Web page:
Here’s how we get a lot more no votes:
Babin Republican Texas Did Not Vote to No
Burchett Republican Tennessee Did Not Vote to No
Diaz-Balart Republican Florida Did Not Vote to No
Finstad Republican Minnesota Did Not Vote to No
Hartzler Republican Missouri Did Not Vote to No
Lucas Republican Oklahoma Did Not Vote to No
McKinley Republican West Virginia Did Not Vote to No
Miller (WV) Republican West Virginia Did Not Vote to No
Gallagher Republican Wisconsin No to Did Not Vote
Sempolinski Republican New York New Member to No
Yakym Republican Indiana New Member to No
Brady Republican Texas No to Did Not Vote
Walorski Republican Indiana No to deceased
Kellyanne Conway Serves up Some Alternative Facts About Herschel Walker’s Failed Election Bid
Kellyanne Conway, a political strategist who also served as White House advisor to former President Donald Trump, recently delivered critical remarks leveled at Republican senators.
According to Conway, Republican lawmakers did not stand behind Georgia Senate candidate Herschel Walker in the days leading up to the state’s highly publicized election runoff.
Walker, who was endorsed by Trump, lost the election by less than 100,000 votes.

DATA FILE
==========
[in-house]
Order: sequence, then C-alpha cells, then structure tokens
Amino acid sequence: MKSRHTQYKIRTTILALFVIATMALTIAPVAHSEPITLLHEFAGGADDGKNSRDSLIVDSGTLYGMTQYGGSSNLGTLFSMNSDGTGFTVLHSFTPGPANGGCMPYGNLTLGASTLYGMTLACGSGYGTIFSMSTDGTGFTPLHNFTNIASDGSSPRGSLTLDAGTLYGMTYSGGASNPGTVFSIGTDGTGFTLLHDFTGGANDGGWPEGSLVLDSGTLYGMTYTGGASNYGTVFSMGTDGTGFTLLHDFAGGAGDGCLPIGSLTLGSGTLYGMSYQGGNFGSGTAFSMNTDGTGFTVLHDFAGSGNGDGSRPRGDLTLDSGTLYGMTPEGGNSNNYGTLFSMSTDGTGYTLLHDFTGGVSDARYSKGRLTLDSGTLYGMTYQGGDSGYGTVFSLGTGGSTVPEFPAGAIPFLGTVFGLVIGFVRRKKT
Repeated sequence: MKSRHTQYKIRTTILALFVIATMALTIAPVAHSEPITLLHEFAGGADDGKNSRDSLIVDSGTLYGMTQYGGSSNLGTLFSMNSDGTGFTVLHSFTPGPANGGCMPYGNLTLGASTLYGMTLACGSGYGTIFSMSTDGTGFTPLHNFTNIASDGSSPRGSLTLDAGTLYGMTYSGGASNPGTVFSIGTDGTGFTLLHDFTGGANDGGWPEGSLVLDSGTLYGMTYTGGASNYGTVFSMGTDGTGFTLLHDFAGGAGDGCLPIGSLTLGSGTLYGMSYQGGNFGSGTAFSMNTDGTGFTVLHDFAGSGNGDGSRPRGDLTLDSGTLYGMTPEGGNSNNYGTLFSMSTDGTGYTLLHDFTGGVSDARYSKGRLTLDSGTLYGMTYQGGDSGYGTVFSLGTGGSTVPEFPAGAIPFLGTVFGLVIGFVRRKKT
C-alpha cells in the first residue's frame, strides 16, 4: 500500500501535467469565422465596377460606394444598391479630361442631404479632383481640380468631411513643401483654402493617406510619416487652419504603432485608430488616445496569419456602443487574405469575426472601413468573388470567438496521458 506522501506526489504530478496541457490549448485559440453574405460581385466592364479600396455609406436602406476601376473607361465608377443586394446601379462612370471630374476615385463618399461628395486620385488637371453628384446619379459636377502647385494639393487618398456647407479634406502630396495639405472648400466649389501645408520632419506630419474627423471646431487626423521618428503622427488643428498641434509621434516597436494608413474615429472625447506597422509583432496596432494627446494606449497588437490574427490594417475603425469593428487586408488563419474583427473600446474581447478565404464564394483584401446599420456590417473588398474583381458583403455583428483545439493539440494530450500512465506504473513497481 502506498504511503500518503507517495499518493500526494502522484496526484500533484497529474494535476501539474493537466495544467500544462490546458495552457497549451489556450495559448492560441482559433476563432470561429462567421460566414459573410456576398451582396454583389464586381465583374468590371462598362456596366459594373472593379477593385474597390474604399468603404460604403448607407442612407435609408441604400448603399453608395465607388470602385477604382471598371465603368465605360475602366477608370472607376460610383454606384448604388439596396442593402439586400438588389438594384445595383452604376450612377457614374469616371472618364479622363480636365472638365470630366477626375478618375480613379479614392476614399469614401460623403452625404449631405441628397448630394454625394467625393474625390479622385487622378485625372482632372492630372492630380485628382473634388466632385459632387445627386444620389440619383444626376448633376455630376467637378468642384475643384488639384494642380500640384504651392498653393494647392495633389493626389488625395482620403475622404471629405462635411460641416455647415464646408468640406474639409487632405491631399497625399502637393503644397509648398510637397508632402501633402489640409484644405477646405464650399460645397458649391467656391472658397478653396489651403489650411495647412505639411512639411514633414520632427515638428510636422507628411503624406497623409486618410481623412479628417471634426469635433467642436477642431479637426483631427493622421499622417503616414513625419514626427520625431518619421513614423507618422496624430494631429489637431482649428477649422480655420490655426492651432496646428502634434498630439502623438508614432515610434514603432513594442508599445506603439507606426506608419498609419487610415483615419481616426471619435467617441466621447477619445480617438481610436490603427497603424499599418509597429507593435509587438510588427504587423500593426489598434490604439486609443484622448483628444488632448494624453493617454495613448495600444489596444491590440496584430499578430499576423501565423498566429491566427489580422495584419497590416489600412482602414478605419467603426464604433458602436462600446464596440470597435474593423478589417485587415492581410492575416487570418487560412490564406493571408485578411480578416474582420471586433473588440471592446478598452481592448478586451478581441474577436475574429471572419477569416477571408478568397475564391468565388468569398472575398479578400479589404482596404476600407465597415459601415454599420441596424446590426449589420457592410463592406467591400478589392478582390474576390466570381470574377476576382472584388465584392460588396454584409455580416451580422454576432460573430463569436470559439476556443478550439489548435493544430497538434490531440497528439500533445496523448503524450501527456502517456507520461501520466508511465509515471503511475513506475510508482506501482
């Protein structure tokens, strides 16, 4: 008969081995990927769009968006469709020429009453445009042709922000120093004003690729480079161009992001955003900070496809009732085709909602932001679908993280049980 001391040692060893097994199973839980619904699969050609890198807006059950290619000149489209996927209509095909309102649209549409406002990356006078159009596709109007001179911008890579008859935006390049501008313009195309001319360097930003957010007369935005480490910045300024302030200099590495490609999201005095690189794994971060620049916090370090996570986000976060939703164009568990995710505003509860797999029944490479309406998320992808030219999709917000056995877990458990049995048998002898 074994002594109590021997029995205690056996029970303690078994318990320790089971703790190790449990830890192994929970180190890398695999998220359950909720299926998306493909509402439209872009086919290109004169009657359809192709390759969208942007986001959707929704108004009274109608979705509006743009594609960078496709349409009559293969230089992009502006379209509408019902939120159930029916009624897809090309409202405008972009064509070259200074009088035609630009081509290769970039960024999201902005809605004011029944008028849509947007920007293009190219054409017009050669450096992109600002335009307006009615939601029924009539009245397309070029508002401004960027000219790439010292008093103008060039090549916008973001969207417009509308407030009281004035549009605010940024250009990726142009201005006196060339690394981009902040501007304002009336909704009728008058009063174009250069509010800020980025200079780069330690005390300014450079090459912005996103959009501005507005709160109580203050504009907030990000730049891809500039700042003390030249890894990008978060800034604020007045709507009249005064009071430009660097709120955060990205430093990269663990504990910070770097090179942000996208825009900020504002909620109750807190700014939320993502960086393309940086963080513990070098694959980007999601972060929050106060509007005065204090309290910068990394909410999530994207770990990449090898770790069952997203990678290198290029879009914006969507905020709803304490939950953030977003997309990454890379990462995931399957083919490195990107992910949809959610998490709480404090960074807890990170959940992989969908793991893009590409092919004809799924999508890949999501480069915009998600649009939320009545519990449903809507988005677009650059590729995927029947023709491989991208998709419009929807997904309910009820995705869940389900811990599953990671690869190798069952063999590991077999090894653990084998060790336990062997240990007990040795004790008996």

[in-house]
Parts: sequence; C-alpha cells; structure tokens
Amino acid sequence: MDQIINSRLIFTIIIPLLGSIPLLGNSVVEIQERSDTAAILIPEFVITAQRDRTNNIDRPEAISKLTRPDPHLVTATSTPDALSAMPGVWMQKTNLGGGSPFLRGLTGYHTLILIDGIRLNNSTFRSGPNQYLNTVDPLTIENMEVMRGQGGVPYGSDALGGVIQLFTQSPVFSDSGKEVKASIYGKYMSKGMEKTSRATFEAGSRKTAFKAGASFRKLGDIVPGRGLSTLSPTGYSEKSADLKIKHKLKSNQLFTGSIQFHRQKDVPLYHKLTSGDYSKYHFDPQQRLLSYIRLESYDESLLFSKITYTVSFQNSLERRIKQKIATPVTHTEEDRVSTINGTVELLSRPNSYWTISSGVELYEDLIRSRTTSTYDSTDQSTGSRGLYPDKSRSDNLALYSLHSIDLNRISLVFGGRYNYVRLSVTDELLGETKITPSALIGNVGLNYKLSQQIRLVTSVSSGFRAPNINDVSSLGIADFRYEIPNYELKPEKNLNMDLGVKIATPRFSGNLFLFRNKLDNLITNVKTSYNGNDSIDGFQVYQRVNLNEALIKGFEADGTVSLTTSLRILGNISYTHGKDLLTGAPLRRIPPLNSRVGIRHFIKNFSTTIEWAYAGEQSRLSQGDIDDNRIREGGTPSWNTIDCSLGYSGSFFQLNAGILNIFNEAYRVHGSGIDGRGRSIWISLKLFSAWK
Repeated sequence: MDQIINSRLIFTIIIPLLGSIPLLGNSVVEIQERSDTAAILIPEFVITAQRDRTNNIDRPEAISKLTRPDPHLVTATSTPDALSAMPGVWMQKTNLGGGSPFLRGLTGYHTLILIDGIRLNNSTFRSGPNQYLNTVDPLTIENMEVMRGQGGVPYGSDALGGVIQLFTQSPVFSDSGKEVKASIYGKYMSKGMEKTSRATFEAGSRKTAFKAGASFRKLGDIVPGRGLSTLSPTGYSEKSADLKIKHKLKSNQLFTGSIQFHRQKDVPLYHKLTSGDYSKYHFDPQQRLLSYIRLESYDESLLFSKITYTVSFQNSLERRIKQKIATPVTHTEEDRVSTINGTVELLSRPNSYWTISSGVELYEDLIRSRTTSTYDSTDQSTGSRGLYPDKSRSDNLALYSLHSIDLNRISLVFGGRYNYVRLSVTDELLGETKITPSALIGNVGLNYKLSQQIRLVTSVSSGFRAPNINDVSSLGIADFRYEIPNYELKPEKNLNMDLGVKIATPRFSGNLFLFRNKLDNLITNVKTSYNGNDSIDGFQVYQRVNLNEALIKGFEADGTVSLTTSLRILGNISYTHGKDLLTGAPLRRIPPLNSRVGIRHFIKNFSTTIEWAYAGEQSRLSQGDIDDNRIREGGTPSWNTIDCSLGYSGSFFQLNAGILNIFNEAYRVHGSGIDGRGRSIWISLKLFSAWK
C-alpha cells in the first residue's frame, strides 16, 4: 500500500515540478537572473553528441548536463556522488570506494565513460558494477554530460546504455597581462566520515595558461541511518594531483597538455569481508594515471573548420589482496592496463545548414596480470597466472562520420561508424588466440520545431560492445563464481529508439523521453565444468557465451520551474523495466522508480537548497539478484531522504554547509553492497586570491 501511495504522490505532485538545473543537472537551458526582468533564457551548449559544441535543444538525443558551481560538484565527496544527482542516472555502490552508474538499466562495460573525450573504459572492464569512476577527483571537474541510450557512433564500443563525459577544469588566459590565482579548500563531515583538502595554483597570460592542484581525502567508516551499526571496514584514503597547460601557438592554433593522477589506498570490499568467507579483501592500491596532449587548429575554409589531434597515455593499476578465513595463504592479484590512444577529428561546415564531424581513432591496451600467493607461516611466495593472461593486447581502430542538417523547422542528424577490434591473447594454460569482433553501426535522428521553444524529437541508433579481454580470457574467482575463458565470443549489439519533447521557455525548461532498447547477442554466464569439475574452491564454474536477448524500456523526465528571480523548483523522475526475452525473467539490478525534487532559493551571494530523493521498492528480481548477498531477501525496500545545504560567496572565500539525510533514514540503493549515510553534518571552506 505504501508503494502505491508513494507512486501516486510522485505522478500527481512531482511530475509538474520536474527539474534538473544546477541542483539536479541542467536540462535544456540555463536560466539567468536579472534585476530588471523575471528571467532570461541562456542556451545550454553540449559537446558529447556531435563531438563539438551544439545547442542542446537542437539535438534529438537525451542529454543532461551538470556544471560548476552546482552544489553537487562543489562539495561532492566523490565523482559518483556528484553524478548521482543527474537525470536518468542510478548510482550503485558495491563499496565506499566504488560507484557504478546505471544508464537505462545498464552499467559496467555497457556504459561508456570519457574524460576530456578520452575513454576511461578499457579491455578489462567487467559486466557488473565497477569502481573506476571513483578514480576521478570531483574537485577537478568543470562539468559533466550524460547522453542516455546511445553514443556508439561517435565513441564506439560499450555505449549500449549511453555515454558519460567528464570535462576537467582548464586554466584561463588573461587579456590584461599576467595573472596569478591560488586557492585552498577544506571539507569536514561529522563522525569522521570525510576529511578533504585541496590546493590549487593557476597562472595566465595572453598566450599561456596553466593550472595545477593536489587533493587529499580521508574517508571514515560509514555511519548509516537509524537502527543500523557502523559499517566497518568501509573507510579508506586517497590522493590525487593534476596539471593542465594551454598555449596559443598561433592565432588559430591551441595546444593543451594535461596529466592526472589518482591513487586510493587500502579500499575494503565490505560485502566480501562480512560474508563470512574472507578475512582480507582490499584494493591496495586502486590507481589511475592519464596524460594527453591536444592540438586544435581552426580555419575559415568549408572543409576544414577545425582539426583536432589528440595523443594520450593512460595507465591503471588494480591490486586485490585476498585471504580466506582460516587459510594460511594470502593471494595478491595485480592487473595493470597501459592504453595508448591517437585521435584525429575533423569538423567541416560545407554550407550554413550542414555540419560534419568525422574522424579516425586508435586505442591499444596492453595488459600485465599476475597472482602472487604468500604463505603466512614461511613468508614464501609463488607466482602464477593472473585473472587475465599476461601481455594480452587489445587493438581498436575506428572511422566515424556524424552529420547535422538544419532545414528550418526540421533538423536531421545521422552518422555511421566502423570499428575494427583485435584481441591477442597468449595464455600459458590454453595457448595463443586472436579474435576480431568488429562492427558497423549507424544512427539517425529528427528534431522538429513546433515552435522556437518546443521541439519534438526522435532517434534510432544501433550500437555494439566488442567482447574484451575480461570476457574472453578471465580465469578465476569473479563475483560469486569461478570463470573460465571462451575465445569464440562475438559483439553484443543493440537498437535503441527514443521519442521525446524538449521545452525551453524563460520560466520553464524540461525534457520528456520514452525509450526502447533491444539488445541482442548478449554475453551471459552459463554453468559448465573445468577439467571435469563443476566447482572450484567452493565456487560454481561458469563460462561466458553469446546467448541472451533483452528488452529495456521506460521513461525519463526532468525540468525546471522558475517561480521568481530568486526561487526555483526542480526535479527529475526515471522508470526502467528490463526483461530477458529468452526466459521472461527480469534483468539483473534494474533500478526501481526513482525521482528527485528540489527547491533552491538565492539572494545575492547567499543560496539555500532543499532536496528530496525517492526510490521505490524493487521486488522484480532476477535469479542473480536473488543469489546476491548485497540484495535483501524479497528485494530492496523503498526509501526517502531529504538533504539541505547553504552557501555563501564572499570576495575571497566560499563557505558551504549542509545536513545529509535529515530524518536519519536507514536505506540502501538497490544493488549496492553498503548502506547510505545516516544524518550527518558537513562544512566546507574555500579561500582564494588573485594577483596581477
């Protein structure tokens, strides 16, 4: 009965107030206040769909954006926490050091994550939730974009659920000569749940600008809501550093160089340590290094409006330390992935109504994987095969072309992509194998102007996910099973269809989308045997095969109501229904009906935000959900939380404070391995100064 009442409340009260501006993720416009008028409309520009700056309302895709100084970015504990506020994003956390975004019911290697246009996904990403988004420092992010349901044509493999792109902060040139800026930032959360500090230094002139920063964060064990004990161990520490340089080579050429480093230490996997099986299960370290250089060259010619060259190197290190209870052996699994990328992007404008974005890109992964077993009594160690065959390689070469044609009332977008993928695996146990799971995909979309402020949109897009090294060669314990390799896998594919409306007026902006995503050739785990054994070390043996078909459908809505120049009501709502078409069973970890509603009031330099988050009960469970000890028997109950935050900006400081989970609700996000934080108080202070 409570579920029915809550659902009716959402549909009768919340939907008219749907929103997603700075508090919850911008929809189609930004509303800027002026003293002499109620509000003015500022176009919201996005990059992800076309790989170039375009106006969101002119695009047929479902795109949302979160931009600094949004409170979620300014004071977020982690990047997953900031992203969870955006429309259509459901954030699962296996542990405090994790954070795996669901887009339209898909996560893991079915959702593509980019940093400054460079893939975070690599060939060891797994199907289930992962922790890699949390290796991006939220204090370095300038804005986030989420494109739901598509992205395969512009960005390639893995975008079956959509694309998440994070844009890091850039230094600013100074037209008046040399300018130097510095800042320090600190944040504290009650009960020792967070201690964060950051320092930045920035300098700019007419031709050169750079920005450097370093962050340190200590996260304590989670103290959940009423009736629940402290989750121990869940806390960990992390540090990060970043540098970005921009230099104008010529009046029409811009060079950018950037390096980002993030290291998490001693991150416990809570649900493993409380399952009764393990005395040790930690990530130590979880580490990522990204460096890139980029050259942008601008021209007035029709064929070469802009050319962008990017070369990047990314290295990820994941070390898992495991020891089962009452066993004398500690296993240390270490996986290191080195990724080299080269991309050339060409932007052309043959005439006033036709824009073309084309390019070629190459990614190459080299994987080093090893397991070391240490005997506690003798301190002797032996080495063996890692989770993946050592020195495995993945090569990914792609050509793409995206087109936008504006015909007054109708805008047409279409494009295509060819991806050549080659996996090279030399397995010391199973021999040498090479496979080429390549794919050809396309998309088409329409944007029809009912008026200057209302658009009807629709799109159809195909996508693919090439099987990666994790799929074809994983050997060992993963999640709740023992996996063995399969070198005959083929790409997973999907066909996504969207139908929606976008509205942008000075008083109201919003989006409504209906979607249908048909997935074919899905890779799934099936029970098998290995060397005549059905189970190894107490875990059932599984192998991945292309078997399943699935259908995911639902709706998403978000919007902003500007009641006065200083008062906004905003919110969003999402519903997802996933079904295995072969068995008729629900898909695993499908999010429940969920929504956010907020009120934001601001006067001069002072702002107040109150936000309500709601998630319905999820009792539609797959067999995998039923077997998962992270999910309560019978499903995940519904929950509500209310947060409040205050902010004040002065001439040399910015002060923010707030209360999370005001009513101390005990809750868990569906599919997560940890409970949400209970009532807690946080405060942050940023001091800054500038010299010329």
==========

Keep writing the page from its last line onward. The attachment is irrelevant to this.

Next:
On Wednesday, December 7, Conway appeared on Fox News’ “Hannity” where she voiced her concerns about the election.
According to Mediaite, Conway also “railed against Walker’s fellow Republicans for abandoning him.”
“To the 49 Republican senators, where were most of you?” Conway asked while appealing to other Republican lawmakers to support members of the party. “Why weren’t you in Georgia?”
“They all should have been because they should’ve been there in some form, town hall, in person, saying the following: ‘I serve in the United States with Raphael Warnock. He’s a terrible senator. He doesn’t represent Georgia. He’s not fit to serve. He votes with Joe Biden. He voted for the Inflation Reduction Act that doesn’t do that. He said nothing when they pulled out of Afghanistan. He said nothing that Joe Biden has been to Delaware 174 days and down to the border zero days.’ That’s what needs to happen. Where were the other senators to say, ‘I want Herschel Walker, not Raphael Warnock in the Senate with me?'”